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8 Reasons Why Content Marketing Is Crucial For Manufacturers

7 Minute Read

Content marketing is a crucial element in any manufacturing marketing strategy. That’s probably why 80% of manufacturing businesses will invest in content marketing over the next 12 months (The Marketing In Manufacturing Report).

Content marketing is one of the few strategies that benefits multiple stages of the marketing and sales process. You can increase traffic, boost conversions and build trust to name just a few. In today’s world of the empowered buyer, not creating content to feed your prospect’s want to self-educate is a detrimental error.

If you’re wondering if your manufacturing business should be investing in more content – the answer is YES! Here’s eight reasons why:

1. Your audience will trust you

Creating content will help you build trust with your audience. As you start to answer their questions and solve their problems trust automatically builds. Your aim is to capture prospects at the unaware, problem aware and solution aware stages in their buying journey.

Building this trust early on is crucial to the sales process. If you engage too late, i.e. at fully aware or consideration stages, your prospect is already thinking about price.

For businesses who haven’t taken the time to nurture their prospects with useful content, price is often the only differentiator between them and their competition. This is what we refer to as being in the ‘red ocean’. More on that here.


How does the marketing funnel work?

Typically, the funnel can be split into three sections:

  • top-of-funnel (TOFU) – unaware and problem aware
  • middle-of-funnel (MOFU) – solution aware and product aware
  • bottom-of-funnel (BOFU) – fully aware and consideration.

Where your prospect is in the funnel will determine which kind of content they are looking for.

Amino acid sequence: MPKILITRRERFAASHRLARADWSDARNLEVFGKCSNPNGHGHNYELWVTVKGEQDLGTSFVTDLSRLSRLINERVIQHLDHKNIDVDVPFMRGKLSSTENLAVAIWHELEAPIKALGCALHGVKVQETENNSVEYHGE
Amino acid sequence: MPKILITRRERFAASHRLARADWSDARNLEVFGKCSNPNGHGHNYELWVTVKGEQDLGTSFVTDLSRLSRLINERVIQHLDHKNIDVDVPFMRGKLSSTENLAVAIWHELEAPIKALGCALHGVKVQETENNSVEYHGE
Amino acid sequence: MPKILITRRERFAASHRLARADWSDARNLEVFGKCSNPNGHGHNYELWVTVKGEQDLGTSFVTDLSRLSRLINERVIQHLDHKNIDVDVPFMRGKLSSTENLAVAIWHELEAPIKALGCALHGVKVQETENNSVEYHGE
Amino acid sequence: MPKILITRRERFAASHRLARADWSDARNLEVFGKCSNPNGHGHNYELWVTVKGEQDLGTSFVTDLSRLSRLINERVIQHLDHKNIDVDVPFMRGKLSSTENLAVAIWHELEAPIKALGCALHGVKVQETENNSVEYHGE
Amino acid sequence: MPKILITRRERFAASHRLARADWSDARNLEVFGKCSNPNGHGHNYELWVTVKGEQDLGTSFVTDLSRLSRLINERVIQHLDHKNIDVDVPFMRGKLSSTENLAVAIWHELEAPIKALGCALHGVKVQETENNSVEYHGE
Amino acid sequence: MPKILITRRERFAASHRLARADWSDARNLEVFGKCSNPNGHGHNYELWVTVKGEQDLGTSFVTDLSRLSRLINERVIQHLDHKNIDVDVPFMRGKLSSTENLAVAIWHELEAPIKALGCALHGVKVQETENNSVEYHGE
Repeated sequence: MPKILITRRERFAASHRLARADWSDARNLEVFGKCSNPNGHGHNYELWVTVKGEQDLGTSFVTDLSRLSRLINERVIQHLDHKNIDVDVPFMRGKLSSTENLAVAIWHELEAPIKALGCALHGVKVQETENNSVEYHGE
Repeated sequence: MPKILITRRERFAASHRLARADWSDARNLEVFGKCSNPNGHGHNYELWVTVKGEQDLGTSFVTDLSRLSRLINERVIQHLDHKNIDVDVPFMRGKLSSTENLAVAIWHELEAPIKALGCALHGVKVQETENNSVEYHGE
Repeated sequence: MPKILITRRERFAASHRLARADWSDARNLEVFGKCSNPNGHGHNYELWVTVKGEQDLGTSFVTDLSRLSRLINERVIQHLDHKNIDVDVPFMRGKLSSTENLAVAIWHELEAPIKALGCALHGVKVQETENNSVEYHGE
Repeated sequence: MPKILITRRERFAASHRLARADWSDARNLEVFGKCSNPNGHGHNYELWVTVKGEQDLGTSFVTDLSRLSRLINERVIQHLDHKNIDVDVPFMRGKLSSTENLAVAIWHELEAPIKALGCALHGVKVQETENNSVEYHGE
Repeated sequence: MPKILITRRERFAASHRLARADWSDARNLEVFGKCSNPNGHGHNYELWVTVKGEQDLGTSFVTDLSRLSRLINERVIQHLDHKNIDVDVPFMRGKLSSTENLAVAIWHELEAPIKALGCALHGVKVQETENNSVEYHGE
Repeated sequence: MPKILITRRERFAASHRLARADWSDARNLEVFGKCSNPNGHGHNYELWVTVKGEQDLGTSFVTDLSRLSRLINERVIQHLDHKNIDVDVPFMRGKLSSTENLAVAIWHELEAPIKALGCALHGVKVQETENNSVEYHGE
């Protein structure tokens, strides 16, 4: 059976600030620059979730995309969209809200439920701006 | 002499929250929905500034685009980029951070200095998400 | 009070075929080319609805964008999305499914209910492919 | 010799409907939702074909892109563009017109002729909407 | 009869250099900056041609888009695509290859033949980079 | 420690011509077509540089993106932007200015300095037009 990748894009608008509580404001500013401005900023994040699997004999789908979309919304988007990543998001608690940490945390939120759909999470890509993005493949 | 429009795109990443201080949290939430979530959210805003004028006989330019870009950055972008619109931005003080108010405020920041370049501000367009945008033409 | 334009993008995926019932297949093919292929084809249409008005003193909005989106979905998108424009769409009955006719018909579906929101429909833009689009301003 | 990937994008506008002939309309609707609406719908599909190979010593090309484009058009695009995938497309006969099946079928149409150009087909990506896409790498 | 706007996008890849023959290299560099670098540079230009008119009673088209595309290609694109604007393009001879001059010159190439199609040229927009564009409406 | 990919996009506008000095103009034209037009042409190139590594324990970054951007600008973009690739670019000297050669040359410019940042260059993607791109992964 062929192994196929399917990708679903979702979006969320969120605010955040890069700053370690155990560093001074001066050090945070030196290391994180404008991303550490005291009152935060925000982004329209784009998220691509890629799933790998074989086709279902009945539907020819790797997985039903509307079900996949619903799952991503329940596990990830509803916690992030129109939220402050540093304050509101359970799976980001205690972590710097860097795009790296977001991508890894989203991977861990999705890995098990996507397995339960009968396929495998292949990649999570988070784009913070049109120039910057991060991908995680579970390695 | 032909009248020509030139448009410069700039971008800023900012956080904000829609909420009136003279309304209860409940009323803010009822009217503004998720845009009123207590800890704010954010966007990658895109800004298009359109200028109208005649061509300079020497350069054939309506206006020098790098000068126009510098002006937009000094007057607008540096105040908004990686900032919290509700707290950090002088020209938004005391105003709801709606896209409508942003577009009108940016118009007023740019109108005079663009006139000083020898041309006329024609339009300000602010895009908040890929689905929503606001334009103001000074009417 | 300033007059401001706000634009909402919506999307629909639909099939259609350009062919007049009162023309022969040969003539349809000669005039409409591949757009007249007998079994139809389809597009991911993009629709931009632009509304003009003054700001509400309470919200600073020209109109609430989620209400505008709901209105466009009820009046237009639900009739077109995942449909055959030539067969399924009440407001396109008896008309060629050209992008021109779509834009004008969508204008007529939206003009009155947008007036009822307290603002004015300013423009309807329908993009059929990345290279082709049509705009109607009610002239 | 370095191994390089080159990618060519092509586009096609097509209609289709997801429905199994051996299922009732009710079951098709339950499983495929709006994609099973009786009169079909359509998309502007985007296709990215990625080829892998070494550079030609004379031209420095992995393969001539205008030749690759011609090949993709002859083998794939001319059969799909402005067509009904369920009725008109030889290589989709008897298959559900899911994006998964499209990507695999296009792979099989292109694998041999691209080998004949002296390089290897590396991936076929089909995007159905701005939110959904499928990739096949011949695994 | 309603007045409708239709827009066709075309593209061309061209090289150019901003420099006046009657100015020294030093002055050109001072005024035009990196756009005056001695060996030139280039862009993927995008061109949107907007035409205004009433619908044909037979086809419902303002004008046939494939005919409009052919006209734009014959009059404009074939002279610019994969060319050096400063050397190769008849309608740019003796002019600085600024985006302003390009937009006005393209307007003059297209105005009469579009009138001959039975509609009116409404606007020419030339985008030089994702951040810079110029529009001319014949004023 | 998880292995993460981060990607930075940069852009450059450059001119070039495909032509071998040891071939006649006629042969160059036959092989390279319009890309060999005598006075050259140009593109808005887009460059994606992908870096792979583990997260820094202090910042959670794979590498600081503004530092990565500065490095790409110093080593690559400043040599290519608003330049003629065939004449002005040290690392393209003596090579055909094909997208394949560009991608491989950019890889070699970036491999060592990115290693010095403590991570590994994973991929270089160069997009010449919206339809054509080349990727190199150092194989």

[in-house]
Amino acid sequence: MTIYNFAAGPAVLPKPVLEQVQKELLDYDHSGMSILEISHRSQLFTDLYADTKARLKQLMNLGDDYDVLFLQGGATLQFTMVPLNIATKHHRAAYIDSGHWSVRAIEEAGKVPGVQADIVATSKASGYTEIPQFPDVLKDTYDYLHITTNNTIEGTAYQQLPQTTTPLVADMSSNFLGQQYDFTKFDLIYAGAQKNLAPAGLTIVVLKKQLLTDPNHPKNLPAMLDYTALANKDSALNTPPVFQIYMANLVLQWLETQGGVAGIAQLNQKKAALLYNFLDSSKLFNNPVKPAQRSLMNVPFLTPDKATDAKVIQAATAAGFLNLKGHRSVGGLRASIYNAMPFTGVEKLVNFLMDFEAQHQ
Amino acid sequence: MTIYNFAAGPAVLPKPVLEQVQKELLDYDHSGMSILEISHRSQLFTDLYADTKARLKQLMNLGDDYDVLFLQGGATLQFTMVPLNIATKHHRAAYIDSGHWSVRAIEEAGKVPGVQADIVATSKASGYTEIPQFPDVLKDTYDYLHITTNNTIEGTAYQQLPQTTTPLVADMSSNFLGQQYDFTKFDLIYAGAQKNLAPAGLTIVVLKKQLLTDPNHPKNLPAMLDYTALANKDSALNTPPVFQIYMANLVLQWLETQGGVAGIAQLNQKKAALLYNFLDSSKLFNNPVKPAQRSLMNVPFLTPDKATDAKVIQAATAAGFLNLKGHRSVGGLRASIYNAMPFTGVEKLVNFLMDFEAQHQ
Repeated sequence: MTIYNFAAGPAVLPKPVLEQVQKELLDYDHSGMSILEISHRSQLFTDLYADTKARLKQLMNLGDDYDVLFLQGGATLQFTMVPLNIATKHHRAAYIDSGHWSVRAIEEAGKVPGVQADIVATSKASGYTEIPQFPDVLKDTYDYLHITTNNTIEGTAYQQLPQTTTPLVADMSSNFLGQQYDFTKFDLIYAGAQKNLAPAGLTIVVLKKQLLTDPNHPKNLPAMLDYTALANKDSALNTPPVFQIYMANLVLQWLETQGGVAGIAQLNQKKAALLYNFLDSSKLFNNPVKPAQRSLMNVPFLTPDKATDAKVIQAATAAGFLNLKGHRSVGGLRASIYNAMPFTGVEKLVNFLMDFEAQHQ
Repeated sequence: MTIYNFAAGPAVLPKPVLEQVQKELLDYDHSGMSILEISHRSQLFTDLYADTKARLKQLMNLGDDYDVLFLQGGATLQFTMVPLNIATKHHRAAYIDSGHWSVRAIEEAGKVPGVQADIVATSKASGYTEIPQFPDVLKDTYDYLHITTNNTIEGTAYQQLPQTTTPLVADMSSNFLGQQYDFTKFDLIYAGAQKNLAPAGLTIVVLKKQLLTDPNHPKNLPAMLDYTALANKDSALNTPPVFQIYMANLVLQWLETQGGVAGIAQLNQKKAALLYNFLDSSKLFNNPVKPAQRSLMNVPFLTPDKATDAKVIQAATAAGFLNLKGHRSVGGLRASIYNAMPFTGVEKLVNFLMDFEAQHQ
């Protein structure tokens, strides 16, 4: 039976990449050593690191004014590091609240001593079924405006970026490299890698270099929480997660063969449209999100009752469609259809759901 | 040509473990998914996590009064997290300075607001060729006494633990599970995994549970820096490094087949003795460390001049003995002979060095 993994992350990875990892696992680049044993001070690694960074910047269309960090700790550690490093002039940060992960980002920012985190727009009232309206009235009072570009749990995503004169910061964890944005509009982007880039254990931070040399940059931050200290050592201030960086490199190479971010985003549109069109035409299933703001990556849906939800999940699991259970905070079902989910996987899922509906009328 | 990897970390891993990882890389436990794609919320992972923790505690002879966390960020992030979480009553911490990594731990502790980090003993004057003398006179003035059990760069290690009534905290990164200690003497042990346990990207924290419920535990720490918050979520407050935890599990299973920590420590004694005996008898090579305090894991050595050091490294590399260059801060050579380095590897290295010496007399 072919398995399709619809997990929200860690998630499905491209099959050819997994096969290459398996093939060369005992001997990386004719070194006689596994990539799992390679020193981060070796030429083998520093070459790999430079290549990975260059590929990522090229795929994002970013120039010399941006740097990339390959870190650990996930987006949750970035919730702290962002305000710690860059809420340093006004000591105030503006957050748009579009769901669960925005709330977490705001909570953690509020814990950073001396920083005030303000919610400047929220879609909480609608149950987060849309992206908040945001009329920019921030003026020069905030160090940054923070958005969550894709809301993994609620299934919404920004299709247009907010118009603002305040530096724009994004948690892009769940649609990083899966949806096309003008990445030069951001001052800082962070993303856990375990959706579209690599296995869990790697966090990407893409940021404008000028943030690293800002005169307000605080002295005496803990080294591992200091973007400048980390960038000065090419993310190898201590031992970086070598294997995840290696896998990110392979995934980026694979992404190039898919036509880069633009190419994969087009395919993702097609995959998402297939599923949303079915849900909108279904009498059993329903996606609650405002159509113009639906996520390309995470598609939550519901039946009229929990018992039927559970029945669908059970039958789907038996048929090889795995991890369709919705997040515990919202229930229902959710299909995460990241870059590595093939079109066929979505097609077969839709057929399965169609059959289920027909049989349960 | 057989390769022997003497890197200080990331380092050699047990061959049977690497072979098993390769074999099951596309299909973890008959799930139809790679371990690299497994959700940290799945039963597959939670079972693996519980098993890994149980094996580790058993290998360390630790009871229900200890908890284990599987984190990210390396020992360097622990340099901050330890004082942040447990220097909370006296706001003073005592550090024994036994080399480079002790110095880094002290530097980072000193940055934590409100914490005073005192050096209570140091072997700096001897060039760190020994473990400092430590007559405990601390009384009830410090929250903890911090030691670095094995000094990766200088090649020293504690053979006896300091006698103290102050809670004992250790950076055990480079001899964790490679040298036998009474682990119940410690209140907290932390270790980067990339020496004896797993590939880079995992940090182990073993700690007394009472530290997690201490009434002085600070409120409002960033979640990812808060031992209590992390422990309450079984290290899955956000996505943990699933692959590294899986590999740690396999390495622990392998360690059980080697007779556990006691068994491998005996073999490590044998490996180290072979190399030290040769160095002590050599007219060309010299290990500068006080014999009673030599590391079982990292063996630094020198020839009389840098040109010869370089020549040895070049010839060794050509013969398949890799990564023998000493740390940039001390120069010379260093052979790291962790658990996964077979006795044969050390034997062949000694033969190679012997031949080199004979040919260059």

At the TOFU stage, your prospects are only just identifying the problem they need to solve. They are merely researching solutions so need helpful, educational content that presents them with a range of solutions for that specific problem.

Examples of useful content at this stage include:

  • blog posts
  • infographics
  • guides and tutorials
  • introductory whitepapers.

At the MOFU stage, your prospect starts to evaluate their options to help solve their problem. At this stage you should be providing information on how different solutions compare to help them narrow their search further.

At this stage you should be offering content such as:

  • product/service demo videos
  • case studies
  • webinars
  • free samples.

At the bottom of the funnel, you should be getting ready to convert your prospect. This is where you should be demonstrating the additional value that your products and services offer. Sales people usually start to get involved at this point and it’s useful to have the following content ready when they do:

  • free consultations
  • pricing pages
  • live demos
  • free trials.

2. You’ll generate better quality leads

While content marketing is great for building trust with your prospects, there is real beauty in the fact that you can appeal directly to the right kind of customer. If you’ve researched your personas and you know exactly which customers you want to work with, you can create messaging that appeals directly to them.

You’ll slowly build up a body of content that appeals to your ideal customer profile and makes it clear to those outside of your ICP that perhaps you’re not the perfect partner for them.

On top of this, content creation also means your salespeople will be dealing with more educated leads. They’ll be more clued up on the problems they’re having, the solutions available and the products and services available to help them. This is great when it comes to shortening the notoriously long sales cycles in the manufacturing industry and means your sales team won’t be spending time educating prospects. Your content can do that time and time again at no additional cost!

3. You’ll become more visible in search engines